A Solver for Problems with Second-Order Stochastic Dominance Constraints ======================================================================== Victor Zverovich, Gautam Mitra, Csaba Fábián
AMPL Optimization
ICSP2013, Bergamo, Italy. July 8-12, 2013
Second-Order Stochastic Dominance ---------------------------------

Let \(R\) and \(R'\) be random variables defined on the probability space \((\Omega, \mathcal{F}, P)\).

\(R\) dominates \(R'\) with respect to SSD if and only if \(\textrm{E}[U(R)] \ge \textrm{E}[U(R')]\) for any nondecreasing and concave utility function \(U\).

This sets out the use of SSD relation to determine preferences of a risk-averse decision maker.

Denoted as \(R \succeq_{_{SSD}} R'\).

Strict relation: \(R \succ_{_{SSD}} R' \Leftrightarrow R \succeq_{_{SSD}} R' \mbox{ and } R' \not{\succeq_{_{SSD}}} R.\)

Alternative Definitions of SSD ------------------------------
  • Definition using the performance function (Fishburn and Vickson, 1978): \[ F^{(2)}_R(t) \leq F^{(2)}_{R'}(t) \mbox{ for all $t \in \mathbb{R}$,} \] where the performance function \(F^{(2)}_R(t) = \int_{-\infty}^{t} F_R(u) \mathrm{d}u\) represents the area under the graph of the cumulative distribution function \(F_R(t) = P(R \leq t)\) of a real-valued random variable \(R\).
  • Definition using the \(\textrm{Tail}\) function (Ogryczak and Ruszczyński, 2002): \[ \textrm{Tail}_{\alpha}(R) \geq \textrm{Tail}_{\alpha}(R') \mbox{ for all $0 \lt \alpha \leq 1$,} \] where \(\textrm{Tail}_{\alpha}(R)\) denotes the unconditional expectation of the smallest \(\alpha \cdot 100\%\) of the outcomes of \(R\).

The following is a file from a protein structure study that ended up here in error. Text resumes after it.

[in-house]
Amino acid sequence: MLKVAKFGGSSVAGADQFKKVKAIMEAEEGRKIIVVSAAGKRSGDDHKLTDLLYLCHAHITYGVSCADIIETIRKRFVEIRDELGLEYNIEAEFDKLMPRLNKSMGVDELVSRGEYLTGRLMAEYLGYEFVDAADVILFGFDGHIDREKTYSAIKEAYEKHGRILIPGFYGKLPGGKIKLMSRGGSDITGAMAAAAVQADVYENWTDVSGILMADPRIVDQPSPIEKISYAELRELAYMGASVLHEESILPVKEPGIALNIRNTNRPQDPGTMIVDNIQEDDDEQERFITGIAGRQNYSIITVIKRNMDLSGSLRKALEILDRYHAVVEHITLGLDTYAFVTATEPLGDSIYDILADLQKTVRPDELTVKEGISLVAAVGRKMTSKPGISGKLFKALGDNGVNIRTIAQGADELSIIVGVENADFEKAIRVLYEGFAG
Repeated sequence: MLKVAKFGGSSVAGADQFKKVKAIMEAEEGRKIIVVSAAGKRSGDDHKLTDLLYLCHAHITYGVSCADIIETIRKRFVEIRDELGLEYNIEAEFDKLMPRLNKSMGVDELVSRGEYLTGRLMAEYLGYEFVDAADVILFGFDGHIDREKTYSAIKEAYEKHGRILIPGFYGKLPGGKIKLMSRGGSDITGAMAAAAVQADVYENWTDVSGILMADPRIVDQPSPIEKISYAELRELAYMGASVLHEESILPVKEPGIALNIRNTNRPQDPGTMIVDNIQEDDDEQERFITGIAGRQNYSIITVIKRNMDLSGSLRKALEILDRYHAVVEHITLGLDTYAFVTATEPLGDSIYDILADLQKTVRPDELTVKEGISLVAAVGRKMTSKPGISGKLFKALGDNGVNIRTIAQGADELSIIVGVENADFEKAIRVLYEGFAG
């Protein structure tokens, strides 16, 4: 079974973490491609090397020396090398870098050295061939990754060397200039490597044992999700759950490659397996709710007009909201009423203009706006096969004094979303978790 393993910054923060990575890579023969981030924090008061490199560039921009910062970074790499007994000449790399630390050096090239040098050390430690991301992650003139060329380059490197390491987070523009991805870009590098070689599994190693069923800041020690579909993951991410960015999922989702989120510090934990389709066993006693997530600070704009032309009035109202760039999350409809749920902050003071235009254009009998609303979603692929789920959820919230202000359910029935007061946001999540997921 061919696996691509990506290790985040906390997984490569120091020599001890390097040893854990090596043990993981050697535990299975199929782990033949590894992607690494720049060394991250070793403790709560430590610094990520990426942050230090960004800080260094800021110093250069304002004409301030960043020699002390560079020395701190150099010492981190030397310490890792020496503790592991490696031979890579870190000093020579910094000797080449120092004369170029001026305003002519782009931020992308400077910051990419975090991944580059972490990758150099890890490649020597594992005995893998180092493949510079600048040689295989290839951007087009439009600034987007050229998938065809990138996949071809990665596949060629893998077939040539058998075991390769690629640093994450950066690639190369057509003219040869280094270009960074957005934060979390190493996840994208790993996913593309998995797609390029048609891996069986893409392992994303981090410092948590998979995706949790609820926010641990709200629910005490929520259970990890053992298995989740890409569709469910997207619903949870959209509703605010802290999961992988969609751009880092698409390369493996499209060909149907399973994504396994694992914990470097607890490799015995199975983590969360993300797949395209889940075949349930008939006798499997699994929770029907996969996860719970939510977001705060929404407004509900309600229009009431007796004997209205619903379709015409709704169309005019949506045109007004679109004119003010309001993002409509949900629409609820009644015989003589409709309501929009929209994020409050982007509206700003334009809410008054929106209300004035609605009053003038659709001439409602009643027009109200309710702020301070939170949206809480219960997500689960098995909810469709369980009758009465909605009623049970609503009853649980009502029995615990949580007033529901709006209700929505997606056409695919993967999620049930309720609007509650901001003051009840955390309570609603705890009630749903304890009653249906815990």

Illustration of Second-Order Stochastic Dominance -------------------------------------------------


Performance Functions
Portfolio Problem/Constraints -----------------------------
There are \(n\) assets and at the beginning of a time period an investor has to decide what proportion \(x_i\) of the initial wealth to invest in asset \(i\). So a portfolio is represented by a vector \(\textbf{x} = (x_1, x_2, \dots, x_n) \in X \subset \mathbb{R}^n\), where \(X\) is a bounded convex polytope representing the set of feasible portfolios; in particular it can be defined as \[ X = \{\textbf{x} \in \mathbb{R}_+^n: \sum_{i=1}^n{x_i} = 1\}, \] if short positions are not allowed and there are no other modelling restrictions. Let \(\textbf{R}\) denote the \(n\)-dimensional random vector of asset returns at the end of the time period. Then the real-valued random variable \(R_{\textbf{x}} = \textbf{R}^T \textbf{x}\) is the random return of portfolio \(\textbf{x}\).
Model of Dentcheva and Ruszczynski ----------------------------------

Dentcheva and Ruszczyński (2006) proposed the following model with an SSD constraint:

\[ \begin{array}{ll} \mathrm{maximize} & f(x) \\ \mathrm{s.t.} & x \in X, \\ & R_{\textbf{x}} \succeq_{_{SSD}} \widehat{R}, \\ \end{array} \]

where \(f\) is a concave continuous function, \(\widehat{R}\) is a reference random return such as the return of a stock market index.

Special case: \(f(x) = \textrm{E}[{R_{\textbf{x}}}]\)

Model of Roman, Darby-Dowman, and Mitra ---------------------------------------

Roman et al. (2006) formulated a multiobjective LP model, the Pareto efficient solutions of which are SSD efficient portfolios.

Assuming finite discrete distributions of returns with equiprobable outcomes, Fábián et al. (2009) converted it into a more efficient computational model with single objective and a finite system of inequalities representing an SSD constraint:

\[ \begin{array}{ll} \mathrm{maximize} & \vartheta \\ \mathrm{s.t.} & \vartheta \in \mathbb{R}, \textbf{x} \in X \\ & \mathrm{Tail}_{\frac{i}{S}}(R_{\textbf{x}}) \geq \mathrm{Tail}_{\frac{i}{S}}(\widehat{R}) + \vartheta, \quad i = 1, 2, \ldots, S. \\ \end{array} \]

Here one seeks a portfolio with a distribution which dominates the reference one or comes close to it uniformly (the smallest tail difference \(\vartheta\) is maximized).